Just because we exercise every day with high intensity cardio and heavy weights, and conquer the most brutal of classes on a weekly basis does not mean that we still cannot be challenged. I came to this realization recently when some of my hardcore students and I tried something outside our normal routine.
Every Tuesday is our CrossFit-style workout. For an hour, we do endless rounds of burpees, box jumps, kettlebell swings and squats. We are exhausted, but feel good about the hard work we just did and how great we feel afterwards. So when my class was going to start with a fifteen-minute Barre class demo, we naturally thought this would be nothing more than a warm-up considering what we were used to doing every week in our regular, high-intensity class. Boy, were we wrong!
The demo lasted only fifteen minutes, but within three of those minutes, our legs were burning. Squeezing a small rubber ball between our legs while doing plié squats and pulses was a lot more difficult than it looked. While holding a bar, we did standing leg kicks combined with side pulses, squeezes, and holds. Our grimacing faces and fatigued muscles were a clear sign that what we were doing was definitely challenging. Many of us had to stop along the way before continuing.
By the end of the demo, we all felt like our legs were made of jelly (and we still had to do our regular class for forty-five minutes). We applauded the instructor for her great style, positive energy and how she really showed us the effectiveness of this type of workout. Of course, hearing that she took it easy on us for our first time only made the experience even more humbling.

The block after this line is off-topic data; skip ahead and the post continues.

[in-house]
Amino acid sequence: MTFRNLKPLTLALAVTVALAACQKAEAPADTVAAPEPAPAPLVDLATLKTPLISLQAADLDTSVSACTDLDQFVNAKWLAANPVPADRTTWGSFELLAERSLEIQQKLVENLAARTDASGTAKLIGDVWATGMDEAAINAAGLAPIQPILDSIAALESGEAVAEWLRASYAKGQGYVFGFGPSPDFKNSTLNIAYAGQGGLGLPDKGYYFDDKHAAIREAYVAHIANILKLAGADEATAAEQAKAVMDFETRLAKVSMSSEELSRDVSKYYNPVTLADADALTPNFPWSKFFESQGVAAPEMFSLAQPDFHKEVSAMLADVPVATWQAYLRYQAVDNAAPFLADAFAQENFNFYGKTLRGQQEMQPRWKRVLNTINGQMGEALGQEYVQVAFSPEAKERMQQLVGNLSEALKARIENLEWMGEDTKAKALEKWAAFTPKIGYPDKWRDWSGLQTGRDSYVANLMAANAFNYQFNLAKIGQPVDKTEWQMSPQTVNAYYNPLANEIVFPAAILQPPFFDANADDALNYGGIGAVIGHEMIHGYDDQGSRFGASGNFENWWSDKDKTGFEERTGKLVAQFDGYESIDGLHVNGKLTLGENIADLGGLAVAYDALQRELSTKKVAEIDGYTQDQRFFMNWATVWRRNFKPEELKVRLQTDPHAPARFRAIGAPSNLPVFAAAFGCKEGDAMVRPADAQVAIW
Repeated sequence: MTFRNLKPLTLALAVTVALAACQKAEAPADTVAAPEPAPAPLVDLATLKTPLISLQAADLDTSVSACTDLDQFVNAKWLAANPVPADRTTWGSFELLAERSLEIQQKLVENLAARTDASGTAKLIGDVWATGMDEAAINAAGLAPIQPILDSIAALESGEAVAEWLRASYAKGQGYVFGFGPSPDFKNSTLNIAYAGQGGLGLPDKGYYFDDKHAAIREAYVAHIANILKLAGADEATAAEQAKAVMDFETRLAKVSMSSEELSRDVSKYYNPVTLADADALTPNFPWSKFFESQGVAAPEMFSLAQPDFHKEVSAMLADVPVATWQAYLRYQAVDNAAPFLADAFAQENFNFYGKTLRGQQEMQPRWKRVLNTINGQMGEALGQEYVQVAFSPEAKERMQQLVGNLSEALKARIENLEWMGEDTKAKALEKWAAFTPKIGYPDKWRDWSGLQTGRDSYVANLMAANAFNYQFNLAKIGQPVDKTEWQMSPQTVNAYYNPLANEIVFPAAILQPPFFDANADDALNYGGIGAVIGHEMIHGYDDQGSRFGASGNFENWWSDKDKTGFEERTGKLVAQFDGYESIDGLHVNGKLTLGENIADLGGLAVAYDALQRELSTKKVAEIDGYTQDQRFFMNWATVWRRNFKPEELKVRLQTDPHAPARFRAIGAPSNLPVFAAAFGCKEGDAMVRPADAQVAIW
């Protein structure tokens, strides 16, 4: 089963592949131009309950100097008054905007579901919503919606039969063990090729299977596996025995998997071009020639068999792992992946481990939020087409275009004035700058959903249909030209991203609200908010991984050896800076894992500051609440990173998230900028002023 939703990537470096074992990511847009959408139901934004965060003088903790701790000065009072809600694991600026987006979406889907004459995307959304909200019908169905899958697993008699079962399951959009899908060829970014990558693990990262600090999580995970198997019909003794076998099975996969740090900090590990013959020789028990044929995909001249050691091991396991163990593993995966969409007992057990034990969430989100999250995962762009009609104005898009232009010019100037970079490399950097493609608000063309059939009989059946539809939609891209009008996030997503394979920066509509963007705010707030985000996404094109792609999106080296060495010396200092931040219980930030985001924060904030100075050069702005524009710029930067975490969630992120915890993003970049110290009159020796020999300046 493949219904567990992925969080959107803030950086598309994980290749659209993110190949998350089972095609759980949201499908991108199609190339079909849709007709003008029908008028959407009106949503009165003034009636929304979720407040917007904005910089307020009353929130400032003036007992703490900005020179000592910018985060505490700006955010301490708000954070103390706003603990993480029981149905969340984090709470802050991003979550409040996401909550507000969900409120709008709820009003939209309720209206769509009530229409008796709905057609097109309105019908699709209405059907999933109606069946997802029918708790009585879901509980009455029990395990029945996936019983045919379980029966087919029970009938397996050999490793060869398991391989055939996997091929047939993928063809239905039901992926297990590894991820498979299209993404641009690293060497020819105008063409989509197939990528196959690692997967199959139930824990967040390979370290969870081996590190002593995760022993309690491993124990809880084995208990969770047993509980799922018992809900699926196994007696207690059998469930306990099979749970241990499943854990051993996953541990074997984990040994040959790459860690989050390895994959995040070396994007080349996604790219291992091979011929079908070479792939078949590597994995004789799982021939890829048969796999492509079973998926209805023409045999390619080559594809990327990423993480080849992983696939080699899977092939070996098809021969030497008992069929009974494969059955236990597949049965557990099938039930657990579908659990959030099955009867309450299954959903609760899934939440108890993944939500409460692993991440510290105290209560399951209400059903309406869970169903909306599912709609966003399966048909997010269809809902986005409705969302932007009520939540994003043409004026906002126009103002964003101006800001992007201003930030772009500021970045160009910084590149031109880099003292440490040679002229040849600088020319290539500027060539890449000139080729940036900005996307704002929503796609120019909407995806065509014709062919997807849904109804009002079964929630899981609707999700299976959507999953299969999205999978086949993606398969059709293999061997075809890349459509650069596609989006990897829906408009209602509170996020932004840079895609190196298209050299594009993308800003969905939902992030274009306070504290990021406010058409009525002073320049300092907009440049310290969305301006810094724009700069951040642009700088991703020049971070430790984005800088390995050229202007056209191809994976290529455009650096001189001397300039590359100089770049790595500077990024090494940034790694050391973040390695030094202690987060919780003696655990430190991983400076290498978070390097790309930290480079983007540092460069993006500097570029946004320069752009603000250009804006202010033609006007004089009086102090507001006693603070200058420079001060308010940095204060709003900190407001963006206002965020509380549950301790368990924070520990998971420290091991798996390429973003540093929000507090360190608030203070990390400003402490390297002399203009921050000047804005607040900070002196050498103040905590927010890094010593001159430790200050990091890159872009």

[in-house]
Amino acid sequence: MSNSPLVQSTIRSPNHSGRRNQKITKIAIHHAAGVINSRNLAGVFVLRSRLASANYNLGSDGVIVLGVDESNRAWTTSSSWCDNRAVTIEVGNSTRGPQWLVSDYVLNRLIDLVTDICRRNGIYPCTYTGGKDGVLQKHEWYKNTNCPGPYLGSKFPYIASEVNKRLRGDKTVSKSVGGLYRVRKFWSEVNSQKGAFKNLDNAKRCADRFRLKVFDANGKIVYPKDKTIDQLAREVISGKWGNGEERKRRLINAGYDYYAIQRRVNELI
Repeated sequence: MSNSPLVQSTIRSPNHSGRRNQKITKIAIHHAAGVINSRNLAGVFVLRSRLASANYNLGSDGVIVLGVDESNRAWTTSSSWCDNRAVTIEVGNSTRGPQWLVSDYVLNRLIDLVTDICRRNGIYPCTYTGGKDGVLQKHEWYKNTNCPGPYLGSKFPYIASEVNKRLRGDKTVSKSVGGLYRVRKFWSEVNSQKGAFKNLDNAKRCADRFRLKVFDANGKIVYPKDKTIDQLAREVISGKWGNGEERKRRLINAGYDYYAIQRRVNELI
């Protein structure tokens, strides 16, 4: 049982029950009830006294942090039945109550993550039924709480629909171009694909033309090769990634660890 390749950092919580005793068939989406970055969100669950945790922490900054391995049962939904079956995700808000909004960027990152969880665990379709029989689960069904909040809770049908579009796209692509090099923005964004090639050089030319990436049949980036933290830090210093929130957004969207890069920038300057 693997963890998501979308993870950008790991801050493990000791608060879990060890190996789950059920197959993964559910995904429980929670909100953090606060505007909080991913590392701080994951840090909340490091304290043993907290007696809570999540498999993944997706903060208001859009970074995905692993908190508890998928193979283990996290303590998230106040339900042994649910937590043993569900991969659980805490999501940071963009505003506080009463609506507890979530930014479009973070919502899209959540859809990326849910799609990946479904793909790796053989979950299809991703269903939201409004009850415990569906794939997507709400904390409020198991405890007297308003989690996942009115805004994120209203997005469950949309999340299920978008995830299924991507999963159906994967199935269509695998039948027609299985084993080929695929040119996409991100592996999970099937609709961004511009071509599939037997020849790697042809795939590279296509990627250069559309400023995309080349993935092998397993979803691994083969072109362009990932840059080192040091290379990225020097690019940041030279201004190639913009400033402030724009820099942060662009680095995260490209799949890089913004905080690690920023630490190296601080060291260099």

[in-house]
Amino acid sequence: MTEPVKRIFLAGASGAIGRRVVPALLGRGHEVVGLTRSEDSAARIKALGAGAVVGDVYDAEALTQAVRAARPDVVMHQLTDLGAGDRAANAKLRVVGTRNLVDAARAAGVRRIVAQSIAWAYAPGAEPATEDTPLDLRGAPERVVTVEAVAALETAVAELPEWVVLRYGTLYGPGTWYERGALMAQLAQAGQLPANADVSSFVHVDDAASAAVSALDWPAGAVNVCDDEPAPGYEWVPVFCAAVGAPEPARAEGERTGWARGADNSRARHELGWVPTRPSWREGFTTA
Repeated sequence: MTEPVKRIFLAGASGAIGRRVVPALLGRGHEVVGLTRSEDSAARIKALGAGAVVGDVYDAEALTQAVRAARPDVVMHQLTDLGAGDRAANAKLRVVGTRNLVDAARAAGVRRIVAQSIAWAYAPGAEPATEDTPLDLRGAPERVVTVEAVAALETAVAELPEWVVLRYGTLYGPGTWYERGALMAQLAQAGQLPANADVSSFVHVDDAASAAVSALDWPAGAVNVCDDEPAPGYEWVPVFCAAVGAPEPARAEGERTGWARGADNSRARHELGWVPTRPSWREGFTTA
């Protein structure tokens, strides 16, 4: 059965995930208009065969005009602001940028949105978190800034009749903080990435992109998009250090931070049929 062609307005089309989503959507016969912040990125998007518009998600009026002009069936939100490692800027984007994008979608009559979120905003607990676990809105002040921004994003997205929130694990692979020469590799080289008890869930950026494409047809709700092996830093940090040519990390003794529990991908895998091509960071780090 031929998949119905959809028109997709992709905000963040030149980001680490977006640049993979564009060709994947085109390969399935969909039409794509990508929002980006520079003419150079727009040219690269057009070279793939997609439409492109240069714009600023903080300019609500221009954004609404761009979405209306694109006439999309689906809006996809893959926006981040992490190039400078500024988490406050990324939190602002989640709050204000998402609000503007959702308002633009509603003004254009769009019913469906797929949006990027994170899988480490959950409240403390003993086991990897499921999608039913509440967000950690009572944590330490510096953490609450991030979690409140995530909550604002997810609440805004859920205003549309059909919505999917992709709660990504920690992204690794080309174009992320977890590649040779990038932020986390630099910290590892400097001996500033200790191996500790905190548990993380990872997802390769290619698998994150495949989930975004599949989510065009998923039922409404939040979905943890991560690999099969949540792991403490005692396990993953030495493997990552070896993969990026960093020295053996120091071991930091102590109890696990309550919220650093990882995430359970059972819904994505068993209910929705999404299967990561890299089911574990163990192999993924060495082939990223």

The lesson we all learned that day was a good one—we realized that as good of shape as we are in and as much as we can jump, swing and push ourselves in our high-intensity classes, we should not assume that every style of exercise is going to be a walk in the park. We definitely noticed how differently this type of workout used our muscles as opposed to those bigger movements we are used to doing. With so much focus on strength, speed and power, these tiny, little movements with no jumping or cardio work at all, pushed us harder than we thought it would. And while we never thought of ever going to such a class, we are now rethinking that and exploring how we can incorporate it into our regular program.
Bottom line: Do not take your fitness for granted. You may be surprised to learn that an exercise that looks easy is not despite how fit or strong you may be. This is a good thing, though. You always want to have something to strive for whether it is getting through a high-intensity class or learning to squeeze a small rubber ball without having your legs give out on you. And because we did it as a group, it was an experience for all of us. We learned that we still have more work to do and should always continue to push ourselves. And with that, we began class and did about one hundred and twenty burpees combined with one hundred and twenty kettlebell swings, but with a little more difficulty than usual thanks to our fifteen minutes of eating humble pie.